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Menelaus, after laying down wise precepts, do not then violate the dead.

Never again, my fellow Salaminians, will I be amazed if some nobody by birth does wrong, [1095] when those who are reputed to be born of noble blood employ such wrongful sentiments in their arguments.

Come, tell me from the first once more—do you really say that you brought Ajax here to the Greeks as an ally personally recruited by you? Did he not sail of his own accord? As his own master? [1100] On what grounds are you his commander? On what grounds have you a right to kingship over the men whom he brought from home? It was as Sparta's king that you came, not as master over us. Nowhere was it established among your lawful powers that you should order him any more than he you. [1105] You sailed here under the command of others, not as a supreme commander who might at any time exercise authority over Ajax.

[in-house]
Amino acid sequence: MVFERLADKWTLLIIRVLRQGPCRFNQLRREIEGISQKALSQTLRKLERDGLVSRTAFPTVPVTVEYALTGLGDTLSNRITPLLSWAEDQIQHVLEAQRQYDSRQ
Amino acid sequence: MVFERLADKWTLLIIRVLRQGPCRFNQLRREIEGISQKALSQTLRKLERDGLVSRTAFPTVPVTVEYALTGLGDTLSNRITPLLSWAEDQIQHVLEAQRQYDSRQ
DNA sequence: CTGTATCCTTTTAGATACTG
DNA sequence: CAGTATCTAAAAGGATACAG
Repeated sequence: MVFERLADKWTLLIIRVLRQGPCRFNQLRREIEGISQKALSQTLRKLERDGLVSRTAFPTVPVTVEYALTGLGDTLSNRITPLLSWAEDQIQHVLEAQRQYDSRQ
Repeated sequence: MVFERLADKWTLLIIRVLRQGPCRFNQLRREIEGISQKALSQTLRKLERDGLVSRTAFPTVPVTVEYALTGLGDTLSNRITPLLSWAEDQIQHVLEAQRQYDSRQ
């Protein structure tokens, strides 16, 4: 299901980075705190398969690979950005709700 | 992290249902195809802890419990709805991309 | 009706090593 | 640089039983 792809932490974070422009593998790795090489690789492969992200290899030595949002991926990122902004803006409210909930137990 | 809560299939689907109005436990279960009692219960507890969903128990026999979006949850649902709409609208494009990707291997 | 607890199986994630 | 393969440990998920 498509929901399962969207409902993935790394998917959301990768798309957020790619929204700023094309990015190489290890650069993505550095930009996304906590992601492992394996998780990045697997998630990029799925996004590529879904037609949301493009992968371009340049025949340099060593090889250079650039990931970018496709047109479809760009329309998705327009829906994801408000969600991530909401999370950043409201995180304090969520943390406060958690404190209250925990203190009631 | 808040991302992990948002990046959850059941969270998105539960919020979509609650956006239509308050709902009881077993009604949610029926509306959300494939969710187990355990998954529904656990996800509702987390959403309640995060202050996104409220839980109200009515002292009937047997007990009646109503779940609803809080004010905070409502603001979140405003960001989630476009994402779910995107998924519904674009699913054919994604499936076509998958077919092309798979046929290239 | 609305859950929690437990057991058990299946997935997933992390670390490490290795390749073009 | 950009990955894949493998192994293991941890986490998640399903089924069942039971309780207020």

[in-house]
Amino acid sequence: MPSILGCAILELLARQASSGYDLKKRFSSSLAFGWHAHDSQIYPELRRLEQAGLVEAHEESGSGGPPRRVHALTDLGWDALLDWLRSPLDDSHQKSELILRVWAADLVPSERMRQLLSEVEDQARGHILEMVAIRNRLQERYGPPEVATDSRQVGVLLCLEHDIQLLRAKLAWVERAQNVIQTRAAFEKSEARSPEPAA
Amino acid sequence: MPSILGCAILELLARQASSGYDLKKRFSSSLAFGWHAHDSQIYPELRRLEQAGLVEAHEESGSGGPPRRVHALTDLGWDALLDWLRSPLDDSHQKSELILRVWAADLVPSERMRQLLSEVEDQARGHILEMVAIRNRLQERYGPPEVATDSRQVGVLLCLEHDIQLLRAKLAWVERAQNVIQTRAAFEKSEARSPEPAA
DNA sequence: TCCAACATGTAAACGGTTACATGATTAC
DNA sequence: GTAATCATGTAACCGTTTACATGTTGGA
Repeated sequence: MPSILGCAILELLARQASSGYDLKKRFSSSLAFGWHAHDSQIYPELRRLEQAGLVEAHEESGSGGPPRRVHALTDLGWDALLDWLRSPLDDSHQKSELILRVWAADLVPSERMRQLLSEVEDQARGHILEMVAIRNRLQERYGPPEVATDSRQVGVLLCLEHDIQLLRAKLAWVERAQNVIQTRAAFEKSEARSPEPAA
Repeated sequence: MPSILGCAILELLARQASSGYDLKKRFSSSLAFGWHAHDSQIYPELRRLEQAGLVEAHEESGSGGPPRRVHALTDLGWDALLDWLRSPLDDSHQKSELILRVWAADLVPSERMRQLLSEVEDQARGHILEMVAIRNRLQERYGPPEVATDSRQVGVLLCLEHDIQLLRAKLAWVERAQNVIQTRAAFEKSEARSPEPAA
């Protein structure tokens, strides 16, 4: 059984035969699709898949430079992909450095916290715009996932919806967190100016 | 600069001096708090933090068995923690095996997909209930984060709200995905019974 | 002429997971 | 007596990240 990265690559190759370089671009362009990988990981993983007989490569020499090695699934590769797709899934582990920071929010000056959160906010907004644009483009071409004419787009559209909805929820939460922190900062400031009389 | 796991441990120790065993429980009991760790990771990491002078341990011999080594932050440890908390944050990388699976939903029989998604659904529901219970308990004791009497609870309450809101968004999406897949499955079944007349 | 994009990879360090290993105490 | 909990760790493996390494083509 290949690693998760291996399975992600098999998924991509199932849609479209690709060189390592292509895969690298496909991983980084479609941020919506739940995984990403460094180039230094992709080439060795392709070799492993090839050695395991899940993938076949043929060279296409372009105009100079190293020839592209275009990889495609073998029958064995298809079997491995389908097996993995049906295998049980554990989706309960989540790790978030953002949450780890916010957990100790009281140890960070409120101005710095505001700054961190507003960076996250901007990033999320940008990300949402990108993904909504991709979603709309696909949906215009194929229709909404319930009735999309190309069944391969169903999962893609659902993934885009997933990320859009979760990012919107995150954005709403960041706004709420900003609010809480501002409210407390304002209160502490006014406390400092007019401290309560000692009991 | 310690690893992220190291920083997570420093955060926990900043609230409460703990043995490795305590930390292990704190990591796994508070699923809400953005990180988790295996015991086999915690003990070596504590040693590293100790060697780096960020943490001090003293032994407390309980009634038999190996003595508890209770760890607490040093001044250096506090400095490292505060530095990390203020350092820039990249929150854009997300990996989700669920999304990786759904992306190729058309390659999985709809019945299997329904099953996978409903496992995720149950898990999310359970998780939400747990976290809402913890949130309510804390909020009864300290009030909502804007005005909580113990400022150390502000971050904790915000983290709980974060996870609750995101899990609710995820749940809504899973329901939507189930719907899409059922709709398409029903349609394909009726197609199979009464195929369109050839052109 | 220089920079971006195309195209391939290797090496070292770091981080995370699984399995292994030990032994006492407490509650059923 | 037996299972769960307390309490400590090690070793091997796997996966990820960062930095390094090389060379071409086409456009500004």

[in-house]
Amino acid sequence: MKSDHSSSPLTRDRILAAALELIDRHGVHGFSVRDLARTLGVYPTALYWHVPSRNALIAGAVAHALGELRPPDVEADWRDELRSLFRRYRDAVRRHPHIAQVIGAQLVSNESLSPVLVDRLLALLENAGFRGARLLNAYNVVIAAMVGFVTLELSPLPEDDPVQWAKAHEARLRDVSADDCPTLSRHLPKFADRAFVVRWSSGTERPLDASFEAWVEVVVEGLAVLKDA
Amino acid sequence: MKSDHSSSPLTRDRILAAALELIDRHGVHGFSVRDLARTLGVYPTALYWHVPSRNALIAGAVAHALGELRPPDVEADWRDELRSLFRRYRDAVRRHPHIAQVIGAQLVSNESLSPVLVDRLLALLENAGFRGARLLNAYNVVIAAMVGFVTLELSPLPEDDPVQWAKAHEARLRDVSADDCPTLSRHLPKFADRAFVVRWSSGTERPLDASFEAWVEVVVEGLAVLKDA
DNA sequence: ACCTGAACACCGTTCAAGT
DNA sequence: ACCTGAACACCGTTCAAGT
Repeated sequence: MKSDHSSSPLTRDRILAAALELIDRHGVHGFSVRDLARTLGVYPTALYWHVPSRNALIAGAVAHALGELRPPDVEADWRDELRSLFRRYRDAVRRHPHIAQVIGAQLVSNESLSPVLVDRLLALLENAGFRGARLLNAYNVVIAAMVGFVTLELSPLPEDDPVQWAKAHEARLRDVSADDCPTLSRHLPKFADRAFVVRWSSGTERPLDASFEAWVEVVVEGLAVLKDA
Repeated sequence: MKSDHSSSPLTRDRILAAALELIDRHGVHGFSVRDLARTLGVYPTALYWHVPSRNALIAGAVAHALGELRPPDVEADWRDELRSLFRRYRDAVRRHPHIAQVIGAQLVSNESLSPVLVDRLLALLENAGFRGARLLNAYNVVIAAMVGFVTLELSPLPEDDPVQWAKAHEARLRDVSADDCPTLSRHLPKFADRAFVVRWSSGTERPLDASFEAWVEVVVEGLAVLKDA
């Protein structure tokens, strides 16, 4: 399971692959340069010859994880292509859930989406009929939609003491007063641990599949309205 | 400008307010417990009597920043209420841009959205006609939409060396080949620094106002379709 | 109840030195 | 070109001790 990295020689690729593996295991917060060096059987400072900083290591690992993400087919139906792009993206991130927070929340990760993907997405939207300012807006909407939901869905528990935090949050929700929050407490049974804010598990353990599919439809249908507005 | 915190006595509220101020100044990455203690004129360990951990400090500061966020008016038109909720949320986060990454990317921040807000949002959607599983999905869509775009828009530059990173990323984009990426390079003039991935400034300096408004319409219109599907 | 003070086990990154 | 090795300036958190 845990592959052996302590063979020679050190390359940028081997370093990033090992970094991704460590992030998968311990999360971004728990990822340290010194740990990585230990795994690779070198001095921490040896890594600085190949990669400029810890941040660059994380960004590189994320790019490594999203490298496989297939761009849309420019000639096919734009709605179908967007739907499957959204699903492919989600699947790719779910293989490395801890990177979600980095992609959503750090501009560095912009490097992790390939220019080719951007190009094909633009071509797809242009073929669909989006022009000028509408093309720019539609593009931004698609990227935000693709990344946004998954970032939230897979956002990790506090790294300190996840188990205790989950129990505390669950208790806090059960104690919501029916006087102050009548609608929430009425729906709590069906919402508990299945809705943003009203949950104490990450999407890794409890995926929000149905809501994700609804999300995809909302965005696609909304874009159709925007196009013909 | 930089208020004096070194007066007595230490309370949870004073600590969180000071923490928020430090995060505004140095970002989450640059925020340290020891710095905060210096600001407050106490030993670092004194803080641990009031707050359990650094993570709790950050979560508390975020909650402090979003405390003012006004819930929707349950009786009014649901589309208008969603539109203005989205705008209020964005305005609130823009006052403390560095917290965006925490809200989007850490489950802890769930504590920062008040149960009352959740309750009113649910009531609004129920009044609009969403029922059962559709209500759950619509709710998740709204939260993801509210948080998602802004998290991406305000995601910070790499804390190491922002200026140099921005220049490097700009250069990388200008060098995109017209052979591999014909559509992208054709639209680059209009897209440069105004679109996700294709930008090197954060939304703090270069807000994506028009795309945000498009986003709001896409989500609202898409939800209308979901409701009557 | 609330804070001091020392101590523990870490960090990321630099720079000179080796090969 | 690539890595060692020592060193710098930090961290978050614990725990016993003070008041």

No, rule the troops you rule, and use your reverend words to punish them! But this man, whether you or the other general forbid it, I will lay [1110] in the grave as justice demands, and I will not fear your tongue. It was not at all for your wife's sake that Ajax made this expedition, as did those toil-worn drudges. No, it was for the sake of the oath by which he had sworn, and not at all for you, since it was not his habit to value nobodies. [1115] And so when you come here again, bring more heralds, and the leader of the expedition, too. Your bluster could not make me turn to notice you, so long as you are what you are.

Again, I say, in these troubles I cannot approve of such a tone. Harsh words sting, however just they are.

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  • Commentary references to this page (1):
    • Sir Richard C. Jebb, Commentary on Sophocles: Antigone, 1021
  • Cross-references to this page (1):
    • Basil L. Gildersleeve, Syntax of Classical Greek, Copula
  • Cross-references in general dictionaries to this page (3):
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